…And, ironically, the opening of the B-side marks the first significant misstep in the running of Blood Money Part 0: a cover of “Love Song,” easily one of the poppiest songs in The Cure’s catalogue. While any number of arguments could be made both for and against the potential inclusion of a cover of any other Cure song here, listeners of a certain age may wince when they hear a frustratingly over-borne and poorly constructed cover of “Love Song,” while those who are too young to necessarily know that the song is a cover at all will likely be put off by the differences between the power and performances on the A-side of the album and the over-earnest performance here. Throughout this performance of “Love Song,” Dope slices apart and re-structures “Love Song,” thereby robbing the song of the continuity that Cure fans once enjoyed about it and completely removing any of the romance which appealed to the “caked-on eyeliner” goth crowd. “Love Song” is, needless to say, not the best place to open the second side of Blood Money Part 0, but happily “Dive” follows that flop earnestly with what an arrangement and performance which shines brightest on the side. Granted, the bridge slides a little too close to feeling like the material which got used as entrance music in the WWE during its Attitude era and the “How did this become my fucked up life” rejoinder feels like a passage from the late Nineties which would have been better lost, but the instrumental textures showcased throughout the song and no time at all is wasted throughout the running on indulgence [“Dive” clocks in at three and a quarter minutes and touches every base it needs to without languishing once –ed].

With a good precedent set by “Dive,” the B-side earnestly feels as though it’s trying to surpass itself with each successive cut. “Parasite” relies harder on techno-grind histrionics like Ministry but without any amphetamine rush included while “Row” screeches it’s way through just three minutes and nine seconds of singer Edsel Dope questioning how much lower he can go while what sounds like a single sustained note from a saxophone hovers above him in the mix – seeming as though it wants to push him down.

The mix re-opens after “Row” lets out, and “Fuck It Up” re-establishes the crunchy, tech-metallic push that listeners will remember from the A-side, but with the benefit, in this case, of brevity (“Fuck It Up” clocks in at about two and a half minutes and features a change in attitude exemplified by petulant lyrics like, “So tell me something different – something that makes a difference that you could say with confidence”), and that energy remains high up to and including the closer “Wide,” which really lives up to its name as it spontaneously introduces a positive rotund low end to the mix, and bounces on it until the proverbial needle lifts. And when it does lift, even those listeners who (honestly, like this critic) weren’t completely sold on what Dope was laying down will find themselves reaching to start the running all over again. Granted, some listeners may not actually flip the record over again right away (yes, the B-side of Blood Money Part 0 features the greater number of good cuts), but there’s little doubt that listeners will make it there, eventually.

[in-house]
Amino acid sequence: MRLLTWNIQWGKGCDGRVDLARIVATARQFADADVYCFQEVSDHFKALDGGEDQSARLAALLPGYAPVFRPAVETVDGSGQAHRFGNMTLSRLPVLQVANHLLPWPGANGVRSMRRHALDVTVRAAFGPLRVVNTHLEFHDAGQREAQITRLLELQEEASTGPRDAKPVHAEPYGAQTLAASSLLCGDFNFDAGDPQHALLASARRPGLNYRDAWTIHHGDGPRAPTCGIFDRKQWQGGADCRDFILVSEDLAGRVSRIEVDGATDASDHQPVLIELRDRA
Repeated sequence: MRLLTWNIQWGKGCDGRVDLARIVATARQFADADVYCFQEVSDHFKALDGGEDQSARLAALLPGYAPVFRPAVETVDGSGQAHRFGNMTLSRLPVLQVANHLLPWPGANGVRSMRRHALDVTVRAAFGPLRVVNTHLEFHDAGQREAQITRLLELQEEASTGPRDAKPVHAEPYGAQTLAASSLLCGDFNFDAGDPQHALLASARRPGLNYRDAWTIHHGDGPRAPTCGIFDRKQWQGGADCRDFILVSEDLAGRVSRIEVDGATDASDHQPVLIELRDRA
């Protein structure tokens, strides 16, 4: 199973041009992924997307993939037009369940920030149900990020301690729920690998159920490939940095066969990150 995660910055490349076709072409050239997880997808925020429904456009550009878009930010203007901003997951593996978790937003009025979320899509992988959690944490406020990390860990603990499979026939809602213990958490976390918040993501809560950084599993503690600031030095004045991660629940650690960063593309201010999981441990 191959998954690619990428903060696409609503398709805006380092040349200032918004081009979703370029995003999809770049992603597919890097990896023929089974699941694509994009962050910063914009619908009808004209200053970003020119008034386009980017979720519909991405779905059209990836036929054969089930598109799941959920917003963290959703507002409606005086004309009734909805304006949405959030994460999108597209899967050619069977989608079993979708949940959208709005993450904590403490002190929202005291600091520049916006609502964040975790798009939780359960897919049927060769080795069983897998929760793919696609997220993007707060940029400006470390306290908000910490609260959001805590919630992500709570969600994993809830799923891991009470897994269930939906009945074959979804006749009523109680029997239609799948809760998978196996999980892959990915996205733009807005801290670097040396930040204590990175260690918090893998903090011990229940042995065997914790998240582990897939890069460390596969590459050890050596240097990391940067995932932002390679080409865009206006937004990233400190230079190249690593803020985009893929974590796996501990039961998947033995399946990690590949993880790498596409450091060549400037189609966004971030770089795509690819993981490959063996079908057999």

After having run front-to-back with Blood Money Part 0, there will be little doubt left in listeners’ minds that, yes, the ideas Dope first poured into an album seven years ago did benefit from greater examination and development – or at the very least a revival with the sense of refinement which can only come with the help of fresh lessons learned, after the fact. By the same token, the nature of Blood Money Part 0 – as a release – may help to clean some of the slates for Dope; after this, going back to offer fans more musical prequels might be advisable. The ideas that the band has developed have clearly improved with age. [Bill Adams]


Dope’s Blood Money Part 0 is available as a free download directly from the band’s website. Get it here.

Dope’s Blood Money Part 0 LP is out now. Buy it here, directly from Dope’s official store. 

Bill Adams is Editor-in-Chief of Ground Control Mag.